A scary trend is on the way, which may become a nightmare for customs and trade compliance professionals. The trend can lead to a job loss because those professionals may not be able to explain why their products were seized. This phenomenon is called “substantial product hazard” enforcement. This is a joint CBP-CPSC program, which resulted in publications of articles by CBP, including “CBP Stops Thousands of Unsafe Hair Dryers” and “CBP Turns Off Importation of Unsafe Holiday Lights.” In the case of hair dryers, CBP states the reason for seizure was because the hair dryers “were determined to constitute a ‘substantial product hazard’ under U.S. law, for failing to have adequate immersion protection.” This notice is a warning to trade compliance folks dealing with consumer goods that “substantial product hazard” prong is yet another check list on their ever-growing regulatory product review plate.
Substantial product hazard is defined in Sec. 15(a) of the Consumer Product Safety Act, 15 U.S.C. 2064(a), as well as, 16 C.F.R. 1115.2. The regulation states that the product will become a “substantial product hazard” if it fails to comply with “applicable consumer product safety rule.” 16 C.F.R. 1115.2(a)(1). Well, that is helpful, because the rules are somewhat concrete, and discussed extensively on CPSC website, as well as here, in LawCustoms publications. See Consumer Product Safety Commission Topics & Discussions. The more interesting is the second part of the definition. Under 16 C.F.R. 1115.2(a)(2), the product is deemed “substantial product hazard” if “[a] product defect which (because of the pattern of defect, the number of defective products distributed in commerce, the severity of the risk, or otherwise) creates a substantial risk of injury to the public.” In other words, the regulations states, that if a product, in the eye of the regulator (here Customs and CPSC) creates a substantial risk of injury, then it is a “substantial product hazard.” That is broad!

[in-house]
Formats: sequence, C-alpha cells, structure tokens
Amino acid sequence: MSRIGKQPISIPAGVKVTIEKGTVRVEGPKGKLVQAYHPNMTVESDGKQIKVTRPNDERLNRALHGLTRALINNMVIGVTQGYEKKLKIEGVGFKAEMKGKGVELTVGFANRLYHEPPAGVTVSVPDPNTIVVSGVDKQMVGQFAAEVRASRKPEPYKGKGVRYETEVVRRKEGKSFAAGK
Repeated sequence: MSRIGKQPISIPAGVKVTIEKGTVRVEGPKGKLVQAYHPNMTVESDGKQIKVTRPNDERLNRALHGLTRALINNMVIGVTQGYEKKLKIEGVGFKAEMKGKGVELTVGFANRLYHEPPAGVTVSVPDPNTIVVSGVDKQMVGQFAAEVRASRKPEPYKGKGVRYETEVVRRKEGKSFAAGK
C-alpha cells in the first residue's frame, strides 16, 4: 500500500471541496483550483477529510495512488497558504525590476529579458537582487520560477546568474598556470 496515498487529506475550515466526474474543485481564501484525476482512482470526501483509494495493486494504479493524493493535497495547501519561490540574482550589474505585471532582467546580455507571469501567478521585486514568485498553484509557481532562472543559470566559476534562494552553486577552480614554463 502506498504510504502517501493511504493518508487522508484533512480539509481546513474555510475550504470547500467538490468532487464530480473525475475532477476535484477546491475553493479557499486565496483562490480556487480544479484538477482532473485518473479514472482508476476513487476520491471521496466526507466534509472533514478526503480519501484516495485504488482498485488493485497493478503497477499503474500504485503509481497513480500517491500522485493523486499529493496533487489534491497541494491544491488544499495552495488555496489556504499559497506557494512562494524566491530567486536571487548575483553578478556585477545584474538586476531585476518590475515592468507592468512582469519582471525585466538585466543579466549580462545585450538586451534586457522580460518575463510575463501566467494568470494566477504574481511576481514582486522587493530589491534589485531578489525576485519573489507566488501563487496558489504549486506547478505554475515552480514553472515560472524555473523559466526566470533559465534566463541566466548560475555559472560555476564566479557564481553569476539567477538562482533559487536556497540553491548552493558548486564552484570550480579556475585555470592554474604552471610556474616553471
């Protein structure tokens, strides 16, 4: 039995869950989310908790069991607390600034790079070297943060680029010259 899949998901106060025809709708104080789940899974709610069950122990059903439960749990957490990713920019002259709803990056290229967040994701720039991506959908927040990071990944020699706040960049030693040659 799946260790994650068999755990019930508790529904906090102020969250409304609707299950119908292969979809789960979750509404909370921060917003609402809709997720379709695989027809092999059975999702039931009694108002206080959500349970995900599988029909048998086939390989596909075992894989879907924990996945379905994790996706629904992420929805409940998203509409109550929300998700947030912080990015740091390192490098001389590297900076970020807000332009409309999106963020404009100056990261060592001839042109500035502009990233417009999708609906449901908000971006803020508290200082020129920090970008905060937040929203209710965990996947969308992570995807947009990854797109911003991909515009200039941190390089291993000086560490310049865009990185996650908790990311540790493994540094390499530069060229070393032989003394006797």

Fortunately, Customs provides clues that may lead to a more concrete compliance procedure. In the Hair Dryers publication, CBP mentions CPSC’s adoption of “industry voluntary standards” in its regulation. 16 C.F.R. 1115.2(b) also talks about “voluntary consumer product safety standards upon which the Commission has relied under section 9 of the CPSA.” Accordingly, customs and trade compliance must be on the look out for voluntary consumer product safety standards and CPSCs regulations. But even this procedure is not 100% proof, because the regulation still makes trade community responsible for determination of “unreasonable risk of serious injury.” Id.